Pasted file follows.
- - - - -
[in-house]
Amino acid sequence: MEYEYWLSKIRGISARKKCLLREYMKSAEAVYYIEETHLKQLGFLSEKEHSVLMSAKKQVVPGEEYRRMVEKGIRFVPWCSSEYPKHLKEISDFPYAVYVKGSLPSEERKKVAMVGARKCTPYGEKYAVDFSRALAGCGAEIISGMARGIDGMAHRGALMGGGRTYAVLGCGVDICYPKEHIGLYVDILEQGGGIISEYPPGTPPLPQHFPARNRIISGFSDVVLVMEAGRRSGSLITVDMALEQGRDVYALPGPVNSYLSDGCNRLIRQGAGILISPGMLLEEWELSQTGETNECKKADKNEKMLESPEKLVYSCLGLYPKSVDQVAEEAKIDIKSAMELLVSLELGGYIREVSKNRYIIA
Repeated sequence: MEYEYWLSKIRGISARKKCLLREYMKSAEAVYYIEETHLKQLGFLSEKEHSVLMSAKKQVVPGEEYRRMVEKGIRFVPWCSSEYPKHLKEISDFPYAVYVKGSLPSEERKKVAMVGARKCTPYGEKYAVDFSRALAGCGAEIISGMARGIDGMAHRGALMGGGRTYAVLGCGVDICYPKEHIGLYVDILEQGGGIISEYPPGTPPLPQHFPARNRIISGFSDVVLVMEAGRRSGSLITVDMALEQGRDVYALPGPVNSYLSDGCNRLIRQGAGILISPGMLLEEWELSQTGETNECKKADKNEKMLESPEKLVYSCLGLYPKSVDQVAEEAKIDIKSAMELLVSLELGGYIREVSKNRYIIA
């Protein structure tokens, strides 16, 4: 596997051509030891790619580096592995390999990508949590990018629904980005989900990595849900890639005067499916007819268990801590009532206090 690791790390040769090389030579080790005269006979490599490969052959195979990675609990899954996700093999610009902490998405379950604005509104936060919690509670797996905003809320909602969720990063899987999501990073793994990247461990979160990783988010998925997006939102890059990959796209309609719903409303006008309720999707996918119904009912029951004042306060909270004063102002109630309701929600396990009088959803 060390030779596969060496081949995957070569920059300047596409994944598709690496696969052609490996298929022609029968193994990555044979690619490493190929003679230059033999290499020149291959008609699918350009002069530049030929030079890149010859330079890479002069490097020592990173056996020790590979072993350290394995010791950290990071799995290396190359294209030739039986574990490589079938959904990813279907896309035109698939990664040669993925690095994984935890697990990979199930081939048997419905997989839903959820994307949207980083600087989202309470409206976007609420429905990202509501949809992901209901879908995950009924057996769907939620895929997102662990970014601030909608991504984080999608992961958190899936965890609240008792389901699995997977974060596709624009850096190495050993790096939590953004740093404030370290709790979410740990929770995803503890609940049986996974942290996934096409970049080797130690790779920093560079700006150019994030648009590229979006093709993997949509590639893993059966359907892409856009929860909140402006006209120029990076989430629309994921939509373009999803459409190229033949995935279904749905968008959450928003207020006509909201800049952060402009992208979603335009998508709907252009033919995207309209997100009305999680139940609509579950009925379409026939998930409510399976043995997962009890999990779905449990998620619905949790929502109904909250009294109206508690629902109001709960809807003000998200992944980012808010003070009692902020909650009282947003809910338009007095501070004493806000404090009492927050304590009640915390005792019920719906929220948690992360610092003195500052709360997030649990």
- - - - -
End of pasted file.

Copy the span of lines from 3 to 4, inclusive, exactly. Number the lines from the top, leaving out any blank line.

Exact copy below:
Repeated sequence: MEYEYWLSKIRGISARKKCLLREYMKSAEAVYYIEETHLKQLGFLSEKEHSVLMSAKKQVVPGEEYRRMVEKGIRFVPWCSSEYPKHLKEISDFPYAVYVKGSLPSEERKKVAMVGARKCTPYGEKYAVDFSRALAGCGAEIISGMARGIDGMAHRGALMGGGRTYAVLGCGVDICYPKEHIGLYVDILEQGGGIISEYPPGTPPLPQHFPARNRIISGFSDVVLVMEAGRRSGSLITVDMALEQGRDVYALPGPVNSYLSDGCNRLIRQGAGILISPGMLLEEWELSQTGETNECKKADKNEKMLESPEKLVYSCLGLYPKSVDQVAEEAKIDIKSAMELLVSLELGGYIREVSKNRYIIA
């Protein structure tokens, strides 16, 4: 596997051509030891790619580096592995390999990508949590990018629904980005989900990595849900890639005067499916007819268990801590009532206090 690791790390040769090389030579080790005269006979490599490969052959195979990675609990899954996700093999610009902490998405379950604005509104936060919690509670797996905003809320909602969720990063899987999501990073793994990247461990979160990783988010998925997006939102890059990959796209309609719903409303006008309720999707996918119904009912029951004042306060909270004063102002109630309701929600396990009088959803 060390030779596969060496081949995957070569920059300047596409994944598709690496696969052609490996298929022609029968193994990555044979690619490493190929003679230059033999290499020149291959008609699918350009002069530049030929030079890149010859330079890479002069490097020592990173056996020790590979072993350290394995010791950290990071799995290396190359294209030739039986574990490589079938959904990813279907896309035109698939990664040669993925690095994984935890697990990979199930081939048997419905997989839903959820994307949207980083600087989202309470409206976007609420429905990202509501949809992901209901879908995950009924057996769907939620895929997102662990970014601030909608991504984080999608992961958190899936965890609240008792389901699995997977974060596709624009850096190495050993790096939590953004740093404030370290709790979410740990929770995803503890609940049986996974942290996934096409970049080797130690790779920093560079700006150019994030648009590229979006093709993997949509590639893993059966359907892409856009929860909140402006006209120029990076989430629309994921939509373009999803459409190229033949995935279904749905968008959450928003207020006509909201800049952060402009992208979603335009998508709907252009033919995207309209997100009305999680139940609509579950009925379409026939998930409510399976043995997962009890999990779905449990998620619905949790929502109904909250009294109206508690629902109001709960809807003000998200992944980012808010003070009692902020909650009282947003809910338009007095501070004493806000404090009492927050304590009640915390005792019920719906929220948690992360610092003195500052709360997030649990």